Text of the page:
Autism and Natural Disaster Preparedness: A Comprehensive Guide

In moments of adversity like natural disasters, the vulnerability of specific groups amplifies. Children and adults with autism often grapple with added challenges during these times. Their reliance on routines and the predictability of their environment means that drastic changes can be particularly jarring for them. In the wake of Hurricane Harvey – a devastating force that disrupted the lives of millions in Texas – the need for tailored support for those with Autism becomes even more evident. Here, we delve into practical steps and resources that can assist in navigating such challenging scenarios with a loved one on the autism spectrum.

When a disaster strikes children and adults with autism will need extra support and assistance. We are currently experiencing one of the worst disasters in Texas history with hurricane Harvey. Millions of people have lost their homes and are having to make plans for adjusting to a new normal after this natural disaster. If you have a child or a family member with Autism, you know that it can be extra important to take precautions, especially when it comes to communication and understanding of the situation.

Children with autism may face additional challenges in the face of a natural disaster. A natural disaster will make a routine impossible and predictability is not something we can expect during a natural disaster. Their routine will be disrupted, they may even have to find a temporary housing situation if it comes to the worst. Here are some ideas you can implement to help ease their minds before, during or after the event:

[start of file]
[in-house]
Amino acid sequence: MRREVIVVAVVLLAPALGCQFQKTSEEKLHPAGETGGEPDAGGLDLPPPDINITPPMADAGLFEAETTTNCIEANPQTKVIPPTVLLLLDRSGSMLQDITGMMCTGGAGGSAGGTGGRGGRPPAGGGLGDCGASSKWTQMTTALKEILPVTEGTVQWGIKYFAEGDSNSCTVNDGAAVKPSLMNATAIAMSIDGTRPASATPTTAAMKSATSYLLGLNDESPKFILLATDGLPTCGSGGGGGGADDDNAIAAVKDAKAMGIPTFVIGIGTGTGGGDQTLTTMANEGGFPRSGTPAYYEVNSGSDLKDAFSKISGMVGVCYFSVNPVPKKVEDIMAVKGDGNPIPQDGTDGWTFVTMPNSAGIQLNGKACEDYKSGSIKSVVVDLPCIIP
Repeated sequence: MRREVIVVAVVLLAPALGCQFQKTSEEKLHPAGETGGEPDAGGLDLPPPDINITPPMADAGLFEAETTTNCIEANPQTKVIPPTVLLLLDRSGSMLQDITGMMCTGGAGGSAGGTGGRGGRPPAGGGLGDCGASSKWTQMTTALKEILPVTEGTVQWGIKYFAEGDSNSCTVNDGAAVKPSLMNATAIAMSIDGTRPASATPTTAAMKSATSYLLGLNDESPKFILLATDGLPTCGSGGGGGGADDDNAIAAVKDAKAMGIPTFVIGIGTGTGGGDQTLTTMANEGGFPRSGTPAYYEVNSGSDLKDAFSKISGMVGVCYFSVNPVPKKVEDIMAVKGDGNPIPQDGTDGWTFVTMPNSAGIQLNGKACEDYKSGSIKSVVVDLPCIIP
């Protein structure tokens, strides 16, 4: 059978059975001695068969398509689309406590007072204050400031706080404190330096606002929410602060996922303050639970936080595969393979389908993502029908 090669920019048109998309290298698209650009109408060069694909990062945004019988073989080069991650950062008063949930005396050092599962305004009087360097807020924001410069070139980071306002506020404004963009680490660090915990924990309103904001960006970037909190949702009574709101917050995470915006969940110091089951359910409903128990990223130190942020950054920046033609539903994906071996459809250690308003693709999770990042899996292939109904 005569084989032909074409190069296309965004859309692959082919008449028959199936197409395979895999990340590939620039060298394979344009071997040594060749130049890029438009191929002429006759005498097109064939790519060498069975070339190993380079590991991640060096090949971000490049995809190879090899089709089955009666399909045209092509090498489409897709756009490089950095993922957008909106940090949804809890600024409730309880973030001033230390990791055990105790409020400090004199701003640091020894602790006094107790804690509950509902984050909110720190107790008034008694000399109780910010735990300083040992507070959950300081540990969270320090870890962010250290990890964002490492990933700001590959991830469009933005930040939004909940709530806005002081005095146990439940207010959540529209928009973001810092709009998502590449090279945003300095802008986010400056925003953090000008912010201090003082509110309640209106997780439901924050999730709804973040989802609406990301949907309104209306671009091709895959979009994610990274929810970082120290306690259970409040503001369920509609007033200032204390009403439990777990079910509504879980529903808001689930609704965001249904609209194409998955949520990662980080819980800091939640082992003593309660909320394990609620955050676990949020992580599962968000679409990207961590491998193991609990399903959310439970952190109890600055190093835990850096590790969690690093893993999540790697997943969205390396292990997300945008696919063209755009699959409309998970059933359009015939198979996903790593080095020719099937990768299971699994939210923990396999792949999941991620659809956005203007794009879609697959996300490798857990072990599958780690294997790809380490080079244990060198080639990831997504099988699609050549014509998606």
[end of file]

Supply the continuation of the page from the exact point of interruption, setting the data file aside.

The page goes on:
1. Discuss the possibilities of natural disasters 

If you live in a disaster prone area, try to take some time to discuss what can happen and what your child should do in the case of a natural disaster. We have included some free visuals that you can download to support this conversation.

  1. Have a action plan ready

You may want to create a print out with a plan to what to do in the case of a natural disaster that you can attach to the refrigeration and your child may be able to follow the plan in case you are not around to support.


  1. Discuss possible vocabulary that your child may need to use or will hear during natural disasters.

Many of the words that are used by TV hosts on television during announcements for natural disasters may not be familiar to your child. Vocabulary such as “tornado watch” or “Tornado warning” may be new and may need to be discussed with your child. Feel free to download one of our vocabulary visual supports to use.


  1. Discuss general safety for specific disasters

Depending on the region you live, you may be prone to certain disasters more than others. Children and adults with disabilities may be unaware of what is safe and what is not for certain natural events.

  1. Provide opportunity to talk what is on TV

While you and your family may be safe, certain natural disasters will consume every minute of news on television. Children with disabilities may be worried that certain events, even if thousand of miles away may affect them. Use visual support to help ease their anxiety about situations seen on the news.

Checkout this free resource by “I am safe” book by Ms. Gardenia Speech room.

  1. Create an opportunity to talk about the situation of others

Natural disasters also pose an opportunity to help children develop empathy for the lives of others affected by a tragedy. You can create visual support to help children understand how others might be feeling during a time of terrible loss and difficulty.

At time when disaster strikes, children and adults with autism may need a form of communication. You can download our free emergency communication here:


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